“It is really cool to see a big group of Jews together all having fun and supporting each other in competition,” said the Shaare Emeth congregant who marked her first year at Maccabi.

Temple Israel congregant Riley Deutsch of Ladue Horton Watkins High School was also a swimmer, but the 16-year-old said she had competed before in Milwaukee.

“You get especially close with the athletes of your own sport. I met people from all over competing in all different events,” she said, noting she hopes to stay in contact with many of them. “Social media helps you be able to do that a little bit easier. Hopefully, I’ll have some new lifelong friends.”

Another veteran of last year’s Milwaukee games, 16-year-old basketball player Carly Rich, said she liked both competing against other teams and meeting them off the court socially.

“I got closer with my teammates but also I got closer with some other basketball girls in different cities,” she said. “I would highly recommend it.”

For Spencer Lynch, delegation head of the Birmingham, Ala. team, the trip to St. Louis wasn’t just for fun. He’ll be in charge of the games next year when Maccabi visits his city.

“Not only am I getting a preview, we actually brought three board members and eight staff members to witness what a fantastic event St. Louis has put on,” he said.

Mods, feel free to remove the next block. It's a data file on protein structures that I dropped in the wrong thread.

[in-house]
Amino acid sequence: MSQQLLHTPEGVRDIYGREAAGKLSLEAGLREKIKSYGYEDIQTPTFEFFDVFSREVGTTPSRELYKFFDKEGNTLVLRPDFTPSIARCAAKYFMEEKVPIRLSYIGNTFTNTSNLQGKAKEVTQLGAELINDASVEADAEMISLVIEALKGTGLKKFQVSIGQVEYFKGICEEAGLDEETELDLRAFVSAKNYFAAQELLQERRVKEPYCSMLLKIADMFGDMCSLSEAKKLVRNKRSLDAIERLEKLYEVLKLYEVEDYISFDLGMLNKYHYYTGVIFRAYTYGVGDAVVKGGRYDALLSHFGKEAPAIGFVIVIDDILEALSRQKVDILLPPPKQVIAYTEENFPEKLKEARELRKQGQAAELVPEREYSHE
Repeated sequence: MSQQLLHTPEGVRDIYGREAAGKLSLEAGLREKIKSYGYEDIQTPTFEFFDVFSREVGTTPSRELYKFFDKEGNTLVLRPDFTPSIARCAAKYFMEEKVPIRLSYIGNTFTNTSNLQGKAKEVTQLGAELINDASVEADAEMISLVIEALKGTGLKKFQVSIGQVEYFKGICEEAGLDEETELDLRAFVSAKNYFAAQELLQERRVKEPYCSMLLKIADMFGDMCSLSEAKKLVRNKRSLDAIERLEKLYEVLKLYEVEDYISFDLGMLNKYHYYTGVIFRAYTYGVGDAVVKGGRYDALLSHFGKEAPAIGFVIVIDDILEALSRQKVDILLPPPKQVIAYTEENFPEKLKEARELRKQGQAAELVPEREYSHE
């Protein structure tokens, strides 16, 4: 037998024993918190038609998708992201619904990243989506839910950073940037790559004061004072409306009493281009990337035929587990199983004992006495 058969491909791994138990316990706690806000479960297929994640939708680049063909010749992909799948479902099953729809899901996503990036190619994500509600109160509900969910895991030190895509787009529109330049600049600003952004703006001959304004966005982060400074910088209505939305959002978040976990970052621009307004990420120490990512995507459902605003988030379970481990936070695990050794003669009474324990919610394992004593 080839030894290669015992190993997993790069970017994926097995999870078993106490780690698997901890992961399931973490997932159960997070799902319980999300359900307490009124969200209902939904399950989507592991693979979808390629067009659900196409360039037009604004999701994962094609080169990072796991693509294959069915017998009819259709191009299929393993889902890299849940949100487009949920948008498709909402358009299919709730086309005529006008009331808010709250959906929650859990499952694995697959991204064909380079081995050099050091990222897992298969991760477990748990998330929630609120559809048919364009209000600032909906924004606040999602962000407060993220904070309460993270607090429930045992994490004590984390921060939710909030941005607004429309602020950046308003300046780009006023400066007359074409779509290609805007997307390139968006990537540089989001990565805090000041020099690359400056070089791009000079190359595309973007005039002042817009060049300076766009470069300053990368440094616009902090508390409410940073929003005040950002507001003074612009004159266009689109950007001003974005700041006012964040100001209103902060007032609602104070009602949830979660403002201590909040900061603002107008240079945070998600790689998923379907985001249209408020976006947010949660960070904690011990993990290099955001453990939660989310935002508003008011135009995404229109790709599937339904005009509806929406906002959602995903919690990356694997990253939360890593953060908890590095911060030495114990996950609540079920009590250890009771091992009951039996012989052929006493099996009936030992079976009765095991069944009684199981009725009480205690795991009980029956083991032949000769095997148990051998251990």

Lynch noted that the kids weren’t just making friends with their peers but also the St. Louis families hosting them for the week.

“Our kids who are staying with host families, those families are saying they need to stay connected for a lifetime,” he said.

About 400 local households acted as host families, according to Wittels, who noted an additional 1,000 or so volunteers made it out to help with events.

Shamus Crimmins, now in his second year as a volleyball coach for Dallas, said his squad hadn’t won any games during the competition but they had had a great time in St. Louis. Even the downpours that made life challenging for outdoor sports had a silver lining.

“The rain actually brought everybody inside so they could cheer for us,” he chuckled noting the warmth of all the fans. “Different cities. Different countries. But you would have thought we were the home team.”

St. Louis’ competition followed on the heels of Columbus, Ohio’s games late last month, and will be followed by Maccabi Games in Stamford, Conn., which kick off this week.